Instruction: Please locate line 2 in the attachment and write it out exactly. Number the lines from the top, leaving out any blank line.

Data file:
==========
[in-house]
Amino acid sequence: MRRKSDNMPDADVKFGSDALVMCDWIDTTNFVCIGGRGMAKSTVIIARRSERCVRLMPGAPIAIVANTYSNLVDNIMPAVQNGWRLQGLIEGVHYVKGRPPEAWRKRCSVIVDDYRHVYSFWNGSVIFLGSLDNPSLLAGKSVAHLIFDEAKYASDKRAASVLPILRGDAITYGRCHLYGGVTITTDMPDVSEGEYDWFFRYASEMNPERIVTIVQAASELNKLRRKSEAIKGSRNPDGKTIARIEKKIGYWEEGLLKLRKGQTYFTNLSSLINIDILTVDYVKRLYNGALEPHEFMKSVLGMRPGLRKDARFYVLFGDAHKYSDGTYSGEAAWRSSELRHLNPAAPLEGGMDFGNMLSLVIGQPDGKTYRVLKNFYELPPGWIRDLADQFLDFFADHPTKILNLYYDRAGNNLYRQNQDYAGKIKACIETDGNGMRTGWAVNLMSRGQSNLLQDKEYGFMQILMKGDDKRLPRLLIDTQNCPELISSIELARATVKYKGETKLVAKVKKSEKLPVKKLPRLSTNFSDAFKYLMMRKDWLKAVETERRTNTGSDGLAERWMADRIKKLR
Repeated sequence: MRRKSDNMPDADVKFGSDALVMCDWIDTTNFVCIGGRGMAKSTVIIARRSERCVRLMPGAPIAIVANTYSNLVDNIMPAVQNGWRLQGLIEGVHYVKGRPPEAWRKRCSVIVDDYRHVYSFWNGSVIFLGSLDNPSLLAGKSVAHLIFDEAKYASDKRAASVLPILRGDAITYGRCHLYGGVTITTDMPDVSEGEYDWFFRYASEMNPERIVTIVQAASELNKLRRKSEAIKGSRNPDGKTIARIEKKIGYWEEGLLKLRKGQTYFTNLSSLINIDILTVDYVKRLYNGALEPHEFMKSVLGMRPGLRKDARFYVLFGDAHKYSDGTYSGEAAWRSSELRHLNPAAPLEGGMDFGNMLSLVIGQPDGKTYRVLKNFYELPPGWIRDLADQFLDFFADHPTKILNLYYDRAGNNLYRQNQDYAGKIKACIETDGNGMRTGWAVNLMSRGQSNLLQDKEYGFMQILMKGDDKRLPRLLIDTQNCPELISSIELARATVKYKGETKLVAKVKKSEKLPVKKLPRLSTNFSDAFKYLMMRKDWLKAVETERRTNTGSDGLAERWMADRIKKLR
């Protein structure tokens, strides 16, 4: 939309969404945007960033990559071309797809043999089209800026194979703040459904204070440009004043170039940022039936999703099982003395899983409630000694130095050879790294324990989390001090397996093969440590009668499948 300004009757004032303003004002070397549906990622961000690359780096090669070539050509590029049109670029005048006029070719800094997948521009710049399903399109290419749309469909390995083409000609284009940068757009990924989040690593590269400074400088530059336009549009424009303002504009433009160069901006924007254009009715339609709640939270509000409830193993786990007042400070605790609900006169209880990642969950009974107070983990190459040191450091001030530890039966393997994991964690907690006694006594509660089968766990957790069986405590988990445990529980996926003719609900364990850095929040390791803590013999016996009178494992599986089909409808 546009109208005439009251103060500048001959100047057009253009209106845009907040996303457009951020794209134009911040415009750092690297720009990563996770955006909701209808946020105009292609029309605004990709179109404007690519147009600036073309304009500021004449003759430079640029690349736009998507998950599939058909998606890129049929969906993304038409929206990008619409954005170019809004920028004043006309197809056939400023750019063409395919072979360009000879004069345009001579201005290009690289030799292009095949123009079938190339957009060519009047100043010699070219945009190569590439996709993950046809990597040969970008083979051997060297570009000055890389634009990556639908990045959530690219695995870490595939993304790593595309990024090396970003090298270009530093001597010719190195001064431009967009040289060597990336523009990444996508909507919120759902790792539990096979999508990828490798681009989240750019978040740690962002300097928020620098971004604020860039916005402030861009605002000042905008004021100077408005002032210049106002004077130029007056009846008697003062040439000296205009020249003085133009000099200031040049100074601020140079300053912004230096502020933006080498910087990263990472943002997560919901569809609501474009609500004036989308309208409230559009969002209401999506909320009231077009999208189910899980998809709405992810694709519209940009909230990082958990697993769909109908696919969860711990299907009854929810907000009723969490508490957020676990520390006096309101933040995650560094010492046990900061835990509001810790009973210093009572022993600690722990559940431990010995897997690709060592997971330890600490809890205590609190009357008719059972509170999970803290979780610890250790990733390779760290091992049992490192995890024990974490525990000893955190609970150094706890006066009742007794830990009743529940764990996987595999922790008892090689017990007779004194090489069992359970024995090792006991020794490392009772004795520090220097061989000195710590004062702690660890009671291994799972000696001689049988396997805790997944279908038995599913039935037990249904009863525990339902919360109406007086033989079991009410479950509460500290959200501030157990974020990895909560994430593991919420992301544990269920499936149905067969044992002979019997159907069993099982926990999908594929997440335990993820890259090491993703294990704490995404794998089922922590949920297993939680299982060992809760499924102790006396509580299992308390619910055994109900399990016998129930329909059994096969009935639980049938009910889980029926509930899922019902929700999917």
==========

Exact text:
Amino acid sequence: MRRKSDNMPDADVKFGSDALVMCDWIDTTNFVCIGGRGMAKSTVIIARRSERCVRLMPGAPIAIVANTYSNLVDNIMPAVQNGWRLQGLIEGVHYVKGRPPEAWRKRCSVIVDDYRHVYSFWNGSVIFLGSLDNPSLLAGKSVAHLIFDEAKYASDKRAASVLPILRGDAITYGRCHLYGGVTITTDMPDVSEGEYDWFFRYASEMNPERIVTIVQAASELNKLRRKSEAIKGSRNPDGKTIARIEKKIGYWEEGLLKLRKGQTYFTNLSSLINIDILTVDYVKRLYNGALEPHEFMKSVLGMRPGLRKDARFYVLFGDAHKYSDGTYSGEAAWRSSELRHLNPAAPLEGGMDFGNMLSLVIGQPDGKTYRVLKNFYELPPGWIRDLADQFLDFFADHPTKILNLYYDRAGNNLYRQNQDYAGKIKACIETDGNGMRTGWAVNLMSRGQSNLLQDKEYGFMQILMKGDDKRLPRLLIDTQNCPELISSIELARATVKYKGETKLVAKVKKSEKLPVKKLPRLSTNFSDAFKYLMMRKDWLKAVETERRTNTGSDGLAERWMADRIKKLR